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The term “Mom-preneurs” is the latest weapon being wielded in the “Mommy Wars.” Ambitious women who envision building the next Facebook or Google often distance themselves from “cupcake” entrepreneurs for fear they will be considered too narrowly focused and lose out on significant investor funding. Unlike the small business owners who often become entrepreneurs because the workplace could not or would not accommodate their desires to integrate work and family, these female entrepreneurs have bold visions for their endeavors and would never want to have the word “mom” put in front of their title.

In her essay entitled “I Hate ‘Mompreneurs,’ But I Support Women in Business,”39 business writer Lindsay Cross wrote, the “mompreneur” title lets your customers and competitors know that your business is a side-job, instead of something you take seriously. Even worse, the name “mompreneur” is being used outside these part-time sales-party opportunities. It is being applied to every business that happens to be owned by a woman with children. And then we wonder why female start-ups aren’t always taken seriously! We’re allowing them to be lumped in with women who sell candles to their friends and family. Is it really so amazing that investors don’t want to risk giving capital to “mompreneurs”?

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In response, Forbes staff writer Meghan Casserly wrote an essay entitled “’Mompreneur’: Own It, Ignore It or Prove It Wrong.”40 In it she said,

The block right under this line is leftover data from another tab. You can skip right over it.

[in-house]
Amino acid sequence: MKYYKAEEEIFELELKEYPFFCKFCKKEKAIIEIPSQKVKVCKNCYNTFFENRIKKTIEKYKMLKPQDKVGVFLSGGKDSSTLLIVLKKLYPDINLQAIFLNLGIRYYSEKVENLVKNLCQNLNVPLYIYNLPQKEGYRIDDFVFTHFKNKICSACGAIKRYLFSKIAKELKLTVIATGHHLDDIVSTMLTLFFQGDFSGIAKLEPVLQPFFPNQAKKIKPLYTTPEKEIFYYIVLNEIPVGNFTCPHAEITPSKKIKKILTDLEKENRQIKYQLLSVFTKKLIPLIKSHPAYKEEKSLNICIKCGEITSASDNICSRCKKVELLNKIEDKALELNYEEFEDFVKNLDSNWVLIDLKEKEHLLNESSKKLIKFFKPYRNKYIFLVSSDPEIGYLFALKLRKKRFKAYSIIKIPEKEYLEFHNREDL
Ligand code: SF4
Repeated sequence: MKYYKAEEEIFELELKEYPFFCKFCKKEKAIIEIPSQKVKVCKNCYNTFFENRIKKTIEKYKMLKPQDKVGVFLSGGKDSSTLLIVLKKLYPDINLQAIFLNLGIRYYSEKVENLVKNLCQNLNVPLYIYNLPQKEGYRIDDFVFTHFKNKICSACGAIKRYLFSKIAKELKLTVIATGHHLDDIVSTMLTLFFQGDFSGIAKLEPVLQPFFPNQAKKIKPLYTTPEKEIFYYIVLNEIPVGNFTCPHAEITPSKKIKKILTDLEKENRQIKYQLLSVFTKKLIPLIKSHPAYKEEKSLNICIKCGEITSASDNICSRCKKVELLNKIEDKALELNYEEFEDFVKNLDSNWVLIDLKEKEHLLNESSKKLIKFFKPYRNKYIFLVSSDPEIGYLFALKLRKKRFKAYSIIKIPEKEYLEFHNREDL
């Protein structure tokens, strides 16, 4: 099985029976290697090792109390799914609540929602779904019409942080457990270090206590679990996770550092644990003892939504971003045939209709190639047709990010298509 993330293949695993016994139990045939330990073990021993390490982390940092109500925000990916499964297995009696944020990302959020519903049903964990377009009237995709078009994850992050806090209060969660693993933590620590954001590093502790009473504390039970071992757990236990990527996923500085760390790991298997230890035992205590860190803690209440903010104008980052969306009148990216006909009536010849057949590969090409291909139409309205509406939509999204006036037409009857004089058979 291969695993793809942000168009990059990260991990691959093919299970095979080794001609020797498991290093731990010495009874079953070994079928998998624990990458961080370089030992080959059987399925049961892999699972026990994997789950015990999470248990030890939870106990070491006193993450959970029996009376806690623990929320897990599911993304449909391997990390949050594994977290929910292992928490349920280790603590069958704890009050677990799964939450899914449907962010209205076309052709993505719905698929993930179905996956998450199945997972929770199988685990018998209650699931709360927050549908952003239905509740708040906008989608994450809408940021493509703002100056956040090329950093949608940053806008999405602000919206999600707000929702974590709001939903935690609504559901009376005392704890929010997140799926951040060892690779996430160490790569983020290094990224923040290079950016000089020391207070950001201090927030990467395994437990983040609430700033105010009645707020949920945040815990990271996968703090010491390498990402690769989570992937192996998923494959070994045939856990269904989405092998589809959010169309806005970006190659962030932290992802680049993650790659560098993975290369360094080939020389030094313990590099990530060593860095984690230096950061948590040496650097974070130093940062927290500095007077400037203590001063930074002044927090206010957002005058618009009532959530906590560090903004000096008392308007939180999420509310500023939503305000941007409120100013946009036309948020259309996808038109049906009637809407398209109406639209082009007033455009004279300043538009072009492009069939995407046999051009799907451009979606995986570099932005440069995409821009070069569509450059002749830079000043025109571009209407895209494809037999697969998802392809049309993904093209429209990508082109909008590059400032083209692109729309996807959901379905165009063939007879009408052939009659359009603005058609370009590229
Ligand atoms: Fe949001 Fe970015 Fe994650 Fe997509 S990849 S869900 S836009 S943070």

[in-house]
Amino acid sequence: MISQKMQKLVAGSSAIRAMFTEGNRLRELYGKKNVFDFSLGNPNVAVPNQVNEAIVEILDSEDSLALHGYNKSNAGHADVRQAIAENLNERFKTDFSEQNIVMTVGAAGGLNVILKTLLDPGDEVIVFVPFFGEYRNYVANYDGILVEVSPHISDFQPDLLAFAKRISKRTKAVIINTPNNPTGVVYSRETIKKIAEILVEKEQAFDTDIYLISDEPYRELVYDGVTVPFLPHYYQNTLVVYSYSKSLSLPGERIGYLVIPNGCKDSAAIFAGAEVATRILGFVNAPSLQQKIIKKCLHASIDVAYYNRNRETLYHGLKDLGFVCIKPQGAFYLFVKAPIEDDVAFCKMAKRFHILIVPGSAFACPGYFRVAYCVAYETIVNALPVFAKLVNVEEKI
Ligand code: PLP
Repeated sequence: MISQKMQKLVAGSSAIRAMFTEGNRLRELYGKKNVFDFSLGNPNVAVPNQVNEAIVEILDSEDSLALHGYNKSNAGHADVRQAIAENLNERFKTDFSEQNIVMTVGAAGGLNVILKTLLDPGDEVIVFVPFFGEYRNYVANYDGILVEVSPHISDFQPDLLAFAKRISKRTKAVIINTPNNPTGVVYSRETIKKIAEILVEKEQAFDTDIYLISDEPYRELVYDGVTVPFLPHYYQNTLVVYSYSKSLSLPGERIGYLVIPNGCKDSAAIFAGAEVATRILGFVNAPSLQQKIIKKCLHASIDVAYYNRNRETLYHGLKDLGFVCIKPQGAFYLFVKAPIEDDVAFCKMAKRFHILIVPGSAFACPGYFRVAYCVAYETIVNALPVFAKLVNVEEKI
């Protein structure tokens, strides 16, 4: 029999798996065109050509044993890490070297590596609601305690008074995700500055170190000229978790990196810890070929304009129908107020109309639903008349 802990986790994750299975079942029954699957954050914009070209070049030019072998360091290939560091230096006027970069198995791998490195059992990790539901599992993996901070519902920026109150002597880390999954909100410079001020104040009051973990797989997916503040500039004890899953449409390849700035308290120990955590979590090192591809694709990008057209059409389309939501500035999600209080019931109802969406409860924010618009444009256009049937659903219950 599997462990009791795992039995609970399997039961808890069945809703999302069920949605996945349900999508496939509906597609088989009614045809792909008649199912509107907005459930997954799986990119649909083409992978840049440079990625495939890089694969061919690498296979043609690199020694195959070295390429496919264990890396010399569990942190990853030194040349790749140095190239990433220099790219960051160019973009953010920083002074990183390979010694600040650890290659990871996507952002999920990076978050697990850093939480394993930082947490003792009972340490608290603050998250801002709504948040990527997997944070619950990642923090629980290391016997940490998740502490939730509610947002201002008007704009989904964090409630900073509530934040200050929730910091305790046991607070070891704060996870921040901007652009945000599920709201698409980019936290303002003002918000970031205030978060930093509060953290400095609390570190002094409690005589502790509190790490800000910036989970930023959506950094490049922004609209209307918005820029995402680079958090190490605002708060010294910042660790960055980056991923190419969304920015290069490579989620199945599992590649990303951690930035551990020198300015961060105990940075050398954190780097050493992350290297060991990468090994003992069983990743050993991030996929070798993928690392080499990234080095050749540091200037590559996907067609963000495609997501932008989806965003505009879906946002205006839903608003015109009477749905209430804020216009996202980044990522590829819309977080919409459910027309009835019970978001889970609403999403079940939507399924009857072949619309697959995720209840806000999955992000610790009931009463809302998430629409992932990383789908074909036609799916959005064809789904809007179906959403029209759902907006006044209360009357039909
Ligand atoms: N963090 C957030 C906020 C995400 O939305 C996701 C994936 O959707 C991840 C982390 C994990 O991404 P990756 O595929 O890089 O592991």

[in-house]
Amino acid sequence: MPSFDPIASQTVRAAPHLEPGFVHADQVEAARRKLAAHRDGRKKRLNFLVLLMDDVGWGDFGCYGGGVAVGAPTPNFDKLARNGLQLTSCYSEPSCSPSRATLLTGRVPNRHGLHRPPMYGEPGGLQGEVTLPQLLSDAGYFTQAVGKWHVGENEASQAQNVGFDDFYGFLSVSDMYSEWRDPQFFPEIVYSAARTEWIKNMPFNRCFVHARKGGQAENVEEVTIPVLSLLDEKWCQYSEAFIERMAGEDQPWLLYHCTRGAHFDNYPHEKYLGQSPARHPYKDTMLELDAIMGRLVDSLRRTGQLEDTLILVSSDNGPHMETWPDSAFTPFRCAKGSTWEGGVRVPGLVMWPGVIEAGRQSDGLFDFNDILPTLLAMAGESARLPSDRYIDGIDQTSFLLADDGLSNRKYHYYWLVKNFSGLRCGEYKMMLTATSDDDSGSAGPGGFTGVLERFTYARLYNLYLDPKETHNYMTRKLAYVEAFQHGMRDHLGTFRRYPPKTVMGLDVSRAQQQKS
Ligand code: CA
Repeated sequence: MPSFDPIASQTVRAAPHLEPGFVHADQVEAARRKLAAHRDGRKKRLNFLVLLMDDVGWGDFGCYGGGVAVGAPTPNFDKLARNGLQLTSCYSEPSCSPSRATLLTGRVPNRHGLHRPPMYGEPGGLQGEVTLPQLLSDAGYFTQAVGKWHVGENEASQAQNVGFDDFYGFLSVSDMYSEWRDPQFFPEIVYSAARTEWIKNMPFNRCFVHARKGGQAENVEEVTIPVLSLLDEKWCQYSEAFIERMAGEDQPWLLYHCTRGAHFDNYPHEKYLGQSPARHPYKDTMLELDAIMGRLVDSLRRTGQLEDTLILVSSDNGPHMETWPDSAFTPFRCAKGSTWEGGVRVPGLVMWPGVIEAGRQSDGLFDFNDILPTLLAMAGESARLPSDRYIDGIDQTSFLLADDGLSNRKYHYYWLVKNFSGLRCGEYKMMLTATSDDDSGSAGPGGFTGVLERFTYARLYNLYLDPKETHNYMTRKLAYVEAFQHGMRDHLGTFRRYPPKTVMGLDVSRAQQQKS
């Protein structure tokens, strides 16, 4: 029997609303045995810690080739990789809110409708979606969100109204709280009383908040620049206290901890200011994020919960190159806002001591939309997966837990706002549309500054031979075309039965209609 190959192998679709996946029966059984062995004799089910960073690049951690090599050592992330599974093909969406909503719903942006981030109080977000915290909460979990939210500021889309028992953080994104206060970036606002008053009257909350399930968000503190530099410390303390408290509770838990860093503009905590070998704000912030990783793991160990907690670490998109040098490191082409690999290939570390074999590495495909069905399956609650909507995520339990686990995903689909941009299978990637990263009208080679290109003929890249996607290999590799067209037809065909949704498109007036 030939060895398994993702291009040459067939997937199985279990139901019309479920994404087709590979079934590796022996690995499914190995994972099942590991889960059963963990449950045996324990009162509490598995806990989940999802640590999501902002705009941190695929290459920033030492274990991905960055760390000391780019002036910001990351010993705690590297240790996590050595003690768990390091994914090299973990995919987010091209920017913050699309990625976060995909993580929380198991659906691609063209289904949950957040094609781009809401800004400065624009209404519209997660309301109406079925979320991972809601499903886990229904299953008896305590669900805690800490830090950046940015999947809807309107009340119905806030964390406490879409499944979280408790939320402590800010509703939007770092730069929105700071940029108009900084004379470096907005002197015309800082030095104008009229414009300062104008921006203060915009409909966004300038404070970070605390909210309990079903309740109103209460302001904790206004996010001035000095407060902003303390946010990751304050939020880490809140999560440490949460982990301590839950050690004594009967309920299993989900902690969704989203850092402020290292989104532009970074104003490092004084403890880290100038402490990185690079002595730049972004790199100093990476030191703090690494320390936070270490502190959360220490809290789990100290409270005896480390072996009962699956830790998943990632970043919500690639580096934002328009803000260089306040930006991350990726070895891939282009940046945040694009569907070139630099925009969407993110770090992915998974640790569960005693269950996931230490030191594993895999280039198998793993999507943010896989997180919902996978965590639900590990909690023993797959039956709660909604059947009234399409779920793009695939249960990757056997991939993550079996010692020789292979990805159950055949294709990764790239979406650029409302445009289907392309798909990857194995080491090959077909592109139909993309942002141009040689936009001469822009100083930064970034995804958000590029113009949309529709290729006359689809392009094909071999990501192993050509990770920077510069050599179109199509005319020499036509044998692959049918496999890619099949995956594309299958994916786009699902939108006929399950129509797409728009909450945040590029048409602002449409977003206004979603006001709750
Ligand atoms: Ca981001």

In terms of the girl-on-girl hate of businesswomen (with children) who feel they have a “real” business towards businesswomen (with children) who feel they are “mompreneurs” and no doubt consider their businesses just as “real,” I’ve had enough …

Here’s the thing. I support every woman who wants to start a business, whether she wants to create a cloth diaper company while on maternity leave to supplement her household income or she aims to build the next great social network. As far as I’m concerned, … they’re [both] business women who happen to have children …

When it comes to the term “mompreneur,” you’ve got three choices: Own It, Ignore It or Prove It Wrong.

Jessica Herrin, who co-founded and is now founder and CEO of social sales jewelry brand Stella & Dot, is all about owning it. Her business savvy has been written about in Forbes, The Wall Street Journal, and The New York Times, and she has been named by Ernst & Young and Inc. 500 as a “Top Entrepreneur.” And, she is not afraid to be called a mom-preneur. She says, “When I became a mom, I decided I wanted to be a ‘mom working,’ not a ‘working mom.’ The mom part comes first.”41

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